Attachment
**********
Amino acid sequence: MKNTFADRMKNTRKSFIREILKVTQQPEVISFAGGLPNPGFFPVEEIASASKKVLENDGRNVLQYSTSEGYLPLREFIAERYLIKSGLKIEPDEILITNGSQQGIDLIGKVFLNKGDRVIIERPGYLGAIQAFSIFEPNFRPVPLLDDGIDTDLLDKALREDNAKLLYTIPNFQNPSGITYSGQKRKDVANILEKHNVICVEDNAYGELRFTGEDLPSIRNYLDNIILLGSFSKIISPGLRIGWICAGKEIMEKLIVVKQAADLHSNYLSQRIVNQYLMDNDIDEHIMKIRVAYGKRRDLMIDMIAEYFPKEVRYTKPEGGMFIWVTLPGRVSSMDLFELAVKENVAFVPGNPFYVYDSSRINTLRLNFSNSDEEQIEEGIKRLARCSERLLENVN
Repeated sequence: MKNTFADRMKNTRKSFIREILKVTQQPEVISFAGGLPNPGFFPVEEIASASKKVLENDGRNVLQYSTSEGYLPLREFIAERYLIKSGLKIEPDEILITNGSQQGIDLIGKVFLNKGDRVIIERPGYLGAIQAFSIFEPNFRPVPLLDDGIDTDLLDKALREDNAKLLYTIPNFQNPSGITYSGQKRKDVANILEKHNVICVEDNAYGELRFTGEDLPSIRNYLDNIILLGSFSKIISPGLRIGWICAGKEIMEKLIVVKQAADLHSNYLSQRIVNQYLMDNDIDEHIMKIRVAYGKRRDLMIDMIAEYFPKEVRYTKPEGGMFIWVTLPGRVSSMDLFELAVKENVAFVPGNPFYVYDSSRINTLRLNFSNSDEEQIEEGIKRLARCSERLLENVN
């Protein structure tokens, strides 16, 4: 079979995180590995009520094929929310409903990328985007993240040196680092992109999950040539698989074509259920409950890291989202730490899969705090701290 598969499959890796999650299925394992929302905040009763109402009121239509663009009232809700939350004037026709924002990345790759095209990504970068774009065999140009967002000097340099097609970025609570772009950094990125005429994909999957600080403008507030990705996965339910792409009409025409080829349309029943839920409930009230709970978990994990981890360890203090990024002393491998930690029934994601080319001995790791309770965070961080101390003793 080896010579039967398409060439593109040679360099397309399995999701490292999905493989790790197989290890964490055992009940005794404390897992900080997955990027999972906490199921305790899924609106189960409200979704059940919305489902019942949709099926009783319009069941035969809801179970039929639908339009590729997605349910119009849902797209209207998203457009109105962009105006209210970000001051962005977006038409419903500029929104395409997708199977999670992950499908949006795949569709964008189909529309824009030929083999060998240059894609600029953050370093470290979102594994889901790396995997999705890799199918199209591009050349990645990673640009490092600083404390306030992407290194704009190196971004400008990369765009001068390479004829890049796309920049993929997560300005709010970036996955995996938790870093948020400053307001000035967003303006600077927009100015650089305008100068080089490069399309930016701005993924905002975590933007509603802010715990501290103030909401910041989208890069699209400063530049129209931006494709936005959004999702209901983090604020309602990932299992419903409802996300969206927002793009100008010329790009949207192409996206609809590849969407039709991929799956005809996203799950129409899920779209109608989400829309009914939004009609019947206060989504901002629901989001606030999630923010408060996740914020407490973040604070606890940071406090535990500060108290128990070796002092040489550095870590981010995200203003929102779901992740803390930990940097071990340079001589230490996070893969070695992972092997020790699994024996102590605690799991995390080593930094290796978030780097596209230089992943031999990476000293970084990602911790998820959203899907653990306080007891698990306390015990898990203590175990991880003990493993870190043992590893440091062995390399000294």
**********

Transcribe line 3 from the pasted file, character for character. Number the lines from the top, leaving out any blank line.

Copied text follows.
């Protein structure tokens, strides 16, 4: 079979995180590995009520094929929310409903990328985007993240040196680092992109999950040539698989074509259920409950890291989202730490899969705090701290 598969499959890796999650299925394992929302905040009763109402009121239509663009009232809700939350004037026709924002990345790759095209990504970068774009065999140009967002000097340099097609970025609570772009950094990125005429994909999957600080403008507030990705996965339910792409009409025409080829349309029943839920409930009230709970978990994990981890360890203090990024002393491998930690029934994601080319001995790791309770965070961080101390003793 080896010579039967398409060439593109040679360099397309399995999701490292999905493989790790197989290890964490055992009940005794404390897992900080997955990027999972906490199921305790899924609106189960409200979704059940919305489902019942949709099926009783319009069941035969809801179970039929639908339009590729997605349910119009849902797209209207998203457009109105962009105006209210970000001051962005977006038409419903500029929104395409997708199977999670992950499908949006795949569709964008189909529309824009030929083999060998240059894609600029953050370093470290979102594994889901790396995997999705890799199918199209591009050349990645990673640009490092600083404390306030992407290194704009190196971004400008990369765009001068390479004829890049796309920049993929997560300005709010970036996955995996938790870093948020400053307001000035967003303006600077927009100015650089305008100068080089490069399309930016701005993924905002975590933007509603802010715990501290103030909401910041989208890069699209400063530049129209931006494709936005959004999702209901983090604020309602990932299992419903409802996300969206927002793009100008010329790009949207192409996206609809590849969407039709991929799956005809996203799950129409899920779209109608989400829309009914939004009609019947206060989504901002629901989001606030999630923010408060996740914020407490973040604070606890940071406090535990500060108290128990070796002092040489550095870590981010995200203003929102779901992740803390930990940097071990340079001589230490996070893969070695992972092997020790699994024996102590605690799991995390080593930094290796978030780097596209230089992943031999990476000293970084990602911790998820959203899907653990306080007891698990306390015990898990203590175990991880003990493993870190043992590893440091062995390399000294």